Roku revamped the low and mid range of its Linux-based streaming media player line with new features and a curvier design, and announced a content partnership with M-Go. The new $50 to $80 models offer several new functions including a headphone jack and WiFi Direct on the remote, but the product line still lacks built-in capabilities for playing YouTube videos or streaming media from LAN shares
The new Roku players share the same rounded design and some of the same features as the top-of-the-line, $110 Roku 3, which received strong reviews when it was released earlier this year. The new Roku devices also borrow the Roku 3’s two-dimensional interface, which adds a left-hand menu instead of relying on a single menu layer.
Roku’s 2013 player lineup, remote headphones
(click images to enlarge)
The Roku LT is now the only device limited to 720p video. The Roku 1, which replaces the Roku XD, joins the Roku 2 and 3 in providing 1080p. Otherwise the Roku LT and 1 devices are identical (see comparison table farther below).
The Roku 2, which fills the slot previously occupied by the Roku HD, received the biggest upgrade. Although it apparently lacks the Roku 3’s dual-core processor (as usual, Roku is vague on internal specs), it does gain some cool features introduced on the Roku 3’s remote. These include dual-band WiFi, as well as WiFi Direct technology for operation without line of sight. The remote also includes a potentially relationship-saving headphone jack.
Otherwise the devices offer essentially the same technology of their forebears. Like the Roku 3, the Roku LT and 1 models stream video at a cool 3.5 Watts, although the Roku 2 jumps to 4.0 Watts. None of the devices offer the Roku 3’s microSD, 10/100 Ethernet, and USB connections, nor are their remotes equipped with motion control and gaming buttons. One advantage for users with older TV gear not found on the Roku 3 is that they provide analog audio and video outputs as well as HDMI audio out.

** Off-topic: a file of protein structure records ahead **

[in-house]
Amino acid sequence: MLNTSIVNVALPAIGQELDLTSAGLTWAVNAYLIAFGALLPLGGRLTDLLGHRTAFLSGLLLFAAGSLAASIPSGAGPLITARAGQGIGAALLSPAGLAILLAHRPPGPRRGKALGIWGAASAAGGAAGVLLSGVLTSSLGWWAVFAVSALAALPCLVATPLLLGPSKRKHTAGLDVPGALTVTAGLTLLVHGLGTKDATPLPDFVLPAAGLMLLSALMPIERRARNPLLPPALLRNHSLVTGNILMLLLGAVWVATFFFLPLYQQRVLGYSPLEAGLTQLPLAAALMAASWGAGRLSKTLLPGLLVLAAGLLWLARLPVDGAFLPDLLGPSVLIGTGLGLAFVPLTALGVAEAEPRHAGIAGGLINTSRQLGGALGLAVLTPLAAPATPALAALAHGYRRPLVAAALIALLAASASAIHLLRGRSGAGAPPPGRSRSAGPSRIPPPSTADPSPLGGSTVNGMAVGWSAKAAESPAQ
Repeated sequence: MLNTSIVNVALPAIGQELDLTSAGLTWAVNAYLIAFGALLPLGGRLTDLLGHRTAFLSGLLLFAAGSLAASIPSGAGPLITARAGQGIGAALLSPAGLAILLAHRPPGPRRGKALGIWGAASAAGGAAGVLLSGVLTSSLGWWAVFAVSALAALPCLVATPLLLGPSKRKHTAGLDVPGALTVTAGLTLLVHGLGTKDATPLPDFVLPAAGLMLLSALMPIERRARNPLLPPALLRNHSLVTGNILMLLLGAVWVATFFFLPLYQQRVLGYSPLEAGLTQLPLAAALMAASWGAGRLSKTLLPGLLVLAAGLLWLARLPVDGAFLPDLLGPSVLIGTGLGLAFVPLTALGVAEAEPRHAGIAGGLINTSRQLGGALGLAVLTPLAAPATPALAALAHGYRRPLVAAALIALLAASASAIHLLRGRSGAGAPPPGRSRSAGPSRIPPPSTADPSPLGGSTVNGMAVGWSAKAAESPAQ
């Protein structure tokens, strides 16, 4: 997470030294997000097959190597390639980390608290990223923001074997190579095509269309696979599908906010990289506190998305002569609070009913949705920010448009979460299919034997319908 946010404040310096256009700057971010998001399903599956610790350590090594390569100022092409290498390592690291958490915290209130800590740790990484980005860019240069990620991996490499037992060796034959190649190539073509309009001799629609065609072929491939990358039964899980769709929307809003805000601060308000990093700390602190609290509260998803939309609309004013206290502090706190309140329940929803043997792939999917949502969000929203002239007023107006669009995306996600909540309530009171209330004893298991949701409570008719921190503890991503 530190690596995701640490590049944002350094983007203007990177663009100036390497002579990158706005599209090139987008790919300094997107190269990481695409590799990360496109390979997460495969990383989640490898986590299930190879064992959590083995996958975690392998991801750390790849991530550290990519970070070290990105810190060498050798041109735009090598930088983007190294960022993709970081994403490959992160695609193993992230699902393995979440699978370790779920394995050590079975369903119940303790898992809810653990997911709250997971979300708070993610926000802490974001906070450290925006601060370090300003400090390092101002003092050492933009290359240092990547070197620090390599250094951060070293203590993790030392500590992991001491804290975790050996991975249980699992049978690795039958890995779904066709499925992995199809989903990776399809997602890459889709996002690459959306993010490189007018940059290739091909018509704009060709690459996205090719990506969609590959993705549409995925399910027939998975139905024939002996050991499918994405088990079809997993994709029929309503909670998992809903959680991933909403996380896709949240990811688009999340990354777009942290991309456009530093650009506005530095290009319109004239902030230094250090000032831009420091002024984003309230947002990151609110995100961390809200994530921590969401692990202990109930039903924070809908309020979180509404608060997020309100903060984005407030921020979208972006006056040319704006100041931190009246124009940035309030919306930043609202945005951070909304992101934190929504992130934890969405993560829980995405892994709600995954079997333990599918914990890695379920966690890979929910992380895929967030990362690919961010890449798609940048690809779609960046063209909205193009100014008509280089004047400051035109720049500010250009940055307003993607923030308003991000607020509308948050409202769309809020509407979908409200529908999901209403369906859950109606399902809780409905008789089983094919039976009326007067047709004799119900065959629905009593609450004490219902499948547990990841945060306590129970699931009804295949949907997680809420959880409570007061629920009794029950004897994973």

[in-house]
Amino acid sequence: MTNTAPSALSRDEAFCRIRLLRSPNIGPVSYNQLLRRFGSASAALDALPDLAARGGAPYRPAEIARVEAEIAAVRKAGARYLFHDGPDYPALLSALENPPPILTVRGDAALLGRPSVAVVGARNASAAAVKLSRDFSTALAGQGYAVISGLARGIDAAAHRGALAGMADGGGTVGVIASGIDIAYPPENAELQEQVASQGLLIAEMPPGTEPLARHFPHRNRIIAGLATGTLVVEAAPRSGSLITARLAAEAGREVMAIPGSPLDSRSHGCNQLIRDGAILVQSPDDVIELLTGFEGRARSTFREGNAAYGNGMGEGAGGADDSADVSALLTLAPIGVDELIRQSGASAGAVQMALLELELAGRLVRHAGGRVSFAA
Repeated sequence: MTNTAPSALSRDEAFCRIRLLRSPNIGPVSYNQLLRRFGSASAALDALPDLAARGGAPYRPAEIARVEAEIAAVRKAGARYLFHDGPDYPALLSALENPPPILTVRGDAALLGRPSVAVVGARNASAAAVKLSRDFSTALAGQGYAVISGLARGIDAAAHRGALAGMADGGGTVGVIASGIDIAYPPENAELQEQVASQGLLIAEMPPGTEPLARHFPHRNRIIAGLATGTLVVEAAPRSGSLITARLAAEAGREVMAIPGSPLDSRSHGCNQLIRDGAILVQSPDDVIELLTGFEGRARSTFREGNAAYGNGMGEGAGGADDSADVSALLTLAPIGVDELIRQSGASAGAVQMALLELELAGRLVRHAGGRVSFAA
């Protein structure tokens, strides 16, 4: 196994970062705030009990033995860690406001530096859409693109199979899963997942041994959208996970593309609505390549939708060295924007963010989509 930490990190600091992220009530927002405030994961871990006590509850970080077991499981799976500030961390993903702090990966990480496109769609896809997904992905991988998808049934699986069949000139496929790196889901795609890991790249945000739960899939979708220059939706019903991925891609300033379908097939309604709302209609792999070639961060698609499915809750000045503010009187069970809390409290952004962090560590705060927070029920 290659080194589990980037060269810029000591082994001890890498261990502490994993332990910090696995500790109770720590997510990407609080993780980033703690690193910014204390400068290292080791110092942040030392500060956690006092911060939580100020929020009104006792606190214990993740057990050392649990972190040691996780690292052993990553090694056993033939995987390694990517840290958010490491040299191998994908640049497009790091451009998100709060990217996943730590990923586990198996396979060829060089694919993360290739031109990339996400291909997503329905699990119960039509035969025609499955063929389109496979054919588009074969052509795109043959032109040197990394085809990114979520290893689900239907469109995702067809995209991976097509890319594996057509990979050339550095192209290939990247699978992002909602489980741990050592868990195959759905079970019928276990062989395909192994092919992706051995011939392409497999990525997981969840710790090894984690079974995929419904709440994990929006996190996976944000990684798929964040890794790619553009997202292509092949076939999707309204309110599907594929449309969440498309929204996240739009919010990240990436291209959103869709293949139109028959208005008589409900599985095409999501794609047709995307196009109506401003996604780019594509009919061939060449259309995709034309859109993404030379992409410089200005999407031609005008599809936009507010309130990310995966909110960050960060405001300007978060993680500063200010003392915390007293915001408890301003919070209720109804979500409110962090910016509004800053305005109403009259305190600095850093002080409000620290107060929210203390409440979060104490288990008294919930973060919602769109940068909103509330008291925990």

Key specifications of the new Roku LT, 1, 2 and previously released Roku 3 players are tabulated below.
|Roku LT||Roku 1||Roku 2||Roku 3|
|Composite A/V out||yes||no|
|Audio on remote||no||yes|
|WiFi type||Single-band 802.11b/g/n||Dual-band 802.11a/b/g/n|
|Gaming support on remote||no||yes|
|Dimensions||3.7 x 3.7 x 1.2 in.||3.5 x 3.5 x 1.0 in.|
|Weight||3.5 oz||4.5 oz||5.0 oz|
|less than 3W||less than 4W|
|Power, standby||less than 1W|
|Operating system||customized embedded Linux|
Still no YouTube!
Despite the Roku players’ ubiquity and vast array of easily-used TV formatted channels, the product line is frequently criticized for its lack of several highly-desired capabilities. These include:
- YouTube videos — a third-party solution is available from PlayOn, but using it requires a PC or Mac to be turned-on and running a companion subscription-based PlayOn server app.
- LAN media streaming — although Roku doesn’t include functions for streaming media from local network shares, such as DLNA, SAMBA, and AFP, several third-party Roku channels offer network streaming capabilities; however, they require companion mediaserver apps to be running on a PC or Mac, and tend not to support popular filesharing protocols.
- Screen mirroring — Apple TV’s AirPlay beaming and screen mirroring functions continue to be killer features, and so far no other devices have managed to provide equivalent capabilities, despite several recently-introduced HDMI stick-style streaming adapters such as the Plair and Chromecast gadgets.
Upper row: Original Roku; 2nd-generation Roku
Lower row: Roku Streaming Stick; 2013 Roku series
(click thumbnails for larger images)
Media partnership earns a button
Roku also announced a partnership with M-Go to bring their thousands of movie titles and TV shows to the Roku boxes. M-Go’s monthly tab is billed through the normal Roku bill, without additional setup required, and includes some fall-premiering shows, including “Brooklyn 9-9.” Additionally, a dedicated M-Go button will be included on the Roku LT, 1, and 2 remotes.
M-Go joins over 1,000 Roku channels, with offerings including Netflix, HuluPlus, HBO Go, Amazon Instant Video, and Pandora. Rokum which continues to thrive despite competition from an onslaught of newcomers, including numerous Linux and Android players, is one of the most successful embedded Linux products of all time.
The new Roku LT, Roku 1, and Roku 2 streaming players are now available for pre-order and will ship and become available in retail stores in October. Prices are $50, $60, and $80 respectively. More information may be found at the Roku product page. Roku also offers the $110 Roku 3, and the $100 Roku Streaming Stick HDMI dongle.
–by Eric Brown, with additional reporting by Rick Lehrbaum.